Tremor Video's underwhelming initial public offering last week hasn't scared off rival video ad networks from courting Wall Street. One of Tremor's longtime rivals YuMe filed for a $65 million IPO on Tuesday despite similarly shaky numbers.
As with Tremor, mobile ad network Millennial Media and digital ad firm Marin Software, YuMe is not expected to be profitable by the time it hits the public market. In the first quarter of this year, the Redwood City, Ca.-based company recorded a $3.3 million net loss and carries a $25.3 million accumulated deficit -- neither of which will inspire much confidence from profit-seeking Wall Street investors who have shrunk Tremor's stock from last week's initial $10 price to close Tuesday at $7.96.
However YuMe did close 2012 with a $6.3 million profit, and recent revenue growth figures suggest some cause for optimism. Last year the company -- whose global ad network spanned more 257 million monthly unique users in May -- increased its revenue by 70% year-over-year to $116.7 million. That growth rate outpaced the Interactive Advertising Bureau's measured 28% rise in U.S. digital ad revenues between 2011 and 2012 as well as eMarketer's estimated 47% boost in U.S. digital video ad spending. Compare that with Tremor's 17% year-over-year rise in 2012.
Both video companies grew fast in the first quarter: Tremor was up 43% year-over-year to $24.8 million, while YuMe pulling in $26.6 million, or 33% higher than the same period last year.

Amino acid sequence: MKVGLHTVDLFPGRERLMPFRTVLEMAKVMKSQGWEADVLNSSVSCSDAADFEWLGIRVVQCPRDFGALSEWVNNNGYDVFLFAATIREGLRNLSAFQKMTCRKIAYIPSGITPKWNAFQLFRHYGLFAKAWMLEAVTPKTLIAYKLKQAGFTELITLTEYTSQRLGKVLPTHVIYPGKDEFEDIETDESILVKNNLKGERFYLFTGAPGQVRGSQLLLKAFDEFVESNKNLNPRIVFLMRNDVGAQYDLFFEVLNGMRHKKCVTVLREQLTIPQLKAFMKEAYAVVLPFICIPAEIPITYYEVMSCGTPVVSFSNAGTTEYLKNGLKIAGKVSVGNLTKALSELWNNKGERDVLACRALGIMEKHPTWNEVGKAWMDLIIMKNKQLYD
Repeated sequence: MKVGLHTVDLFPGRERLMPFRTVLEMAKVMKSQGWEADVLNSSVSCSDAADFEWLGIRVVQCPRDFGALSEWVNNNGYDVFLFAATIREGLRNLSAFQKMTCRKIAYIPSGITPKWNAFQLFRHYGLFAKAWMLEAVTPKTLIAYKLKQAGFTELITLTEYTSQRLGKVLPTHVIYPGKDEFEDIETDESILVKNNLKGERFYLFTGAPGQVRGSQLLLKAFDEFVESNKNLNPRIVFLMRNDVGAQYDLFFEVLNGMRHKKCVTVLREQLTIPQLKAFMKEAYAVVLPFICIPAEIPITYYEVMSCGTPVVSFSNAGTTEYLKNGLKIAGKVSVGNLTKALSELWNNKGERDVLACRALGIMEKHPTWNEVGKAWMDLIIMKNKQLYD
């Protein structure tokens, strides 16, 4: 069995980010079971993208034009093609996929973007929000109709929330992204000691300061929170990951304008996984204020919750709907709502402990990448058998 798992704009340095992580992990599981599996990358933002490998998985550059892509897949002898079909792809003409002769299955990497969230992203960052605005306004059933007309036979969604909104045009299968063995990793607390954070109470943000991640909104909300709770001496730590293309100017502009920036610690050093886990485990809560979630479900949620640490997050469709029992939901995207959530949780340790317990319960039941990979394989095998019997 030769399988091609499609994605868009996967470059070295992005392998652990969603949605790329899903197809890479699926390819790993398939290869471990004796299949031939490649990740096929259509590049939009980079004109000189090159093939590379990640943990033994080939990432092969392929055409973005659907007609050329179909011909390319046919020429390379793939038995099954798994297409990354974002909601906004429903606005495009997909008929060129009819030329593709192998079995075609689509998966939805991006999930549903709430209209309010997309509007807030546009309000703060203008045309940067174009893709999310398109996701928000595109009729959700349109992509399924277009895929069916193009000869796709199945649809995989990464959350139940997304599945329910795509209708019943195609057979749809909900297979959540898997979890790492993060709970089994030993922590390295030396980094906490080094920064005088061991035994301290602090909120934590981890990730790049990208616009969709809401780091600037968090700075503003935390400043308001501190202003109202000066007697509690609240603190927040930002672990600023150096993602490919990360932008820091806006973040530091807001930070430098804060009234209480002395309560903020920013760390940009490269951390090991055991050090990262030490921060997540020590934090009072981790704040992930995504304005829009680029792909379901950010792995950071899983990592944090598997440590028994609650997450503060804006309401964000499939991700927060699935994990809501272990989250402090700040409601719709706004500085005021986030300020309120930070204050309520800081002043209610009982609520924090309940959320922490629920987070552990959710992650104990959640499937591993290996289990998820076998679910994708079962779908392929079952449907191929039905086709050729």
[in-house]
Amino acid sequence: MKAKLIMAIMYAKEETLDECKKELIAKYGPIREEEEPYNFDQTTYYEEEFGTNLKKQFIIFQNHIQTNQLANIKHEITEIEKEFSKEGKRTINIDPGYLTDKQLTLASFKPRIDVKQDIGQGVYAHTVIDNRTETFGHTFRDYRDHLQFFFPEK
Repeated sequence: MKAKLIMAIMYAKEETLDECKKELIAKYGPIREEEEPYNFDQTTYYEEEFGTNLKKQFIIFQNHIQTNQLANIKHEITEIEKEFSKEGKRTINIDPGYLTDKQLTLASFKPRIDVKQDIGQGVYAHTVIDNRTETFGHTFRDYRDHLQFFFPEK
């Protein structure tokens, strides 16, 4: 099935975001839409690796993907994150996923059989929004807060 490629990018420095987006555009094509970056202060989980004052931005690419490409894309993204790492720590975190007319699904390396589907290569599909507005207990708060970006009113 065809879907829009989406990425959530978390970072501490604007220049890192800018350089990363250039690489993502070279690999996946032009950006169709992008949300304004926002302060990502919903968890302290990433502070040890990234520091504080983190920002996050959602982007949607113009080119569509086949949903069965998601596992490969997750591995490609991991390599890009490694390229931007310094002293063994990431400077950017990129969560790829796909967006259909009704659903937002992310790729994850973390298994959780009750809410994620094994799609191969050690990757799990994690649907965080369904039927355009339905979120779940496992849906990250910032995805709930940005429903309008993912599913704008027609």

Of the 500 brand and agency clients that purchase video ads via YuMe, such as American Express and AT&T, twenty contributed roughly half of the company's 2012 revenue, according to the company's filing. Omnicom Media Group alone accounted for more than 10% of that revenue.
YuMe has raised $74.4 million in funding since launching in December 2004. It plans to list on the New York Stock Exchange under the ticker symbol YUME.
YuMe's bet is that TV ad dollars shift to video and to interactive TV interfaces, where it has a foothold. The company is also banking that TV's business model stays roughly the same and that spots are bought on a per-impression basis. The company acknowledged in its pre-IPO securities filing that a move towards more direct-response pricing, where an advertiser pays for a sale or an action, could hurt its business.
Those fears don't seem likely to come true. TV buyers shifting their dollars to digital would prefer the traditional route of buying audiences by eyeballs versus actions. Plus YuMe counts in its court a big proponents of impression-based ad buying. Mitchell Habib, COO of TV ad measurement juggernaut Nielsen, sits on YuMe's board and stands to benefit from the stock's success.